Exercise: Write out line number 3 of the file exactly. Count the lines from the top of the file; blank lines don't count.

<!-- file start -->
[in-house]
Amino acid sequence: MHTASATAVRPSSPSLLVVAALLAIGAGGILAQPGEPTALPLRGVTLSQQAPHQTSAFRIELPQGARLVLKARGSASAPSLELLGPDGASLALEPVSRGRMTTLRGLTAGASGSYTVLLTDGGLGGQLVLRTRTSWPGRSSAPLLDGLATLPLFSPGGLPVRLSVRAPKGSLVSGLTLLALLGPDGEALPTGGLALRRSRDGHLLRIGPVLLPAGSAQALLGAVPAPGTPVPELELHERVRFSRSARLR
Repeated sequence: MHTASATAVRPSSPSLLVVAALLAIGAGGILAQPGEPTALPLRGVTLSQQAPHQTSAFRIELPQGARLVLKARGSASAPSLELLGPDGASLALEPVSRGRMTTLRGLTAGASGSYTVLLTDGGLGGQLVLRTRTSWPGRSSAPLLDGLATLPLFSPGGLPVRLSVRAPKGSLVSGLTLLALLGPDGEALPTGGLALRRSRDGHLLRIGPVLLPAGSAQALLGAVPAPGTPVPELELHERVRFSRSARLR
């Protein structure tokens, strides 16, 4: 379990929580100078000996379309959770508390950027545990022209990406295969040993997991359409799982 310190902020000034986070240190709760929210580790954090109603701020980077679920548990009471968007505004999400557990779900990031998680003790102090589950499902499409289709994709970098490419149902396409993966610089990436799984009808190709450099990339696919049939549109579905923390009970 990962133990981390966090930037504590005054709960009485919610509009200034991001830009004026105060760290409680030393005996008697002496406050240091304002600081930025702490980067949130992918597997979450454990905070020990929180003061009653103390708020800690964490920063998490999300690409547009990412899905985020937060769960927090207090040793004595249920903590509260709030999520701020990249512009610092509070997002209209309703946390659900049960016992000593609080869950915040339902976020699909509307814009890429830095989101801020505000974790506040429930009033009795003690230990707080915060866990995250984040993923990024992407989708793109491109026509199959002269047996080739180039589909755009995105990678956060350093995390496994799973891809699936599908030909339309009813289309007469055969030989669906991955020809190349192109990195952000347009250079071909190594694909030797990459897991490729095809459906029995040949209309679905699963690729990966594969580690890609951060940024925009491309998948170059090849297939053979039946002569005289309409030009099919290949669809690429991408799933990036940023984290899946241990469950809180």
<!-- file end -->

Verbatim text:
Repeated sequence: MHTASATAVRPSSPSLLVVAALLAIGAGGILAQPGEPTALPLRGVTLSQQAPHQTSAFRIELPQGARLVLKARGSASAPSLELLGPDGASLALEPVSRGRMTTLRGLTAGASGSYTVLLTDGGLGGQLVLRTRTSWPGRSSAPLLDGLATLPLFSPGGLPVRLSVRAPKGSLVSGLTLLALLGPDGEALPTGGLALRRSRDGHLLRIGPVLLPAGSAQALLGAVPAPGTPVPELELHERVRFSRSARLR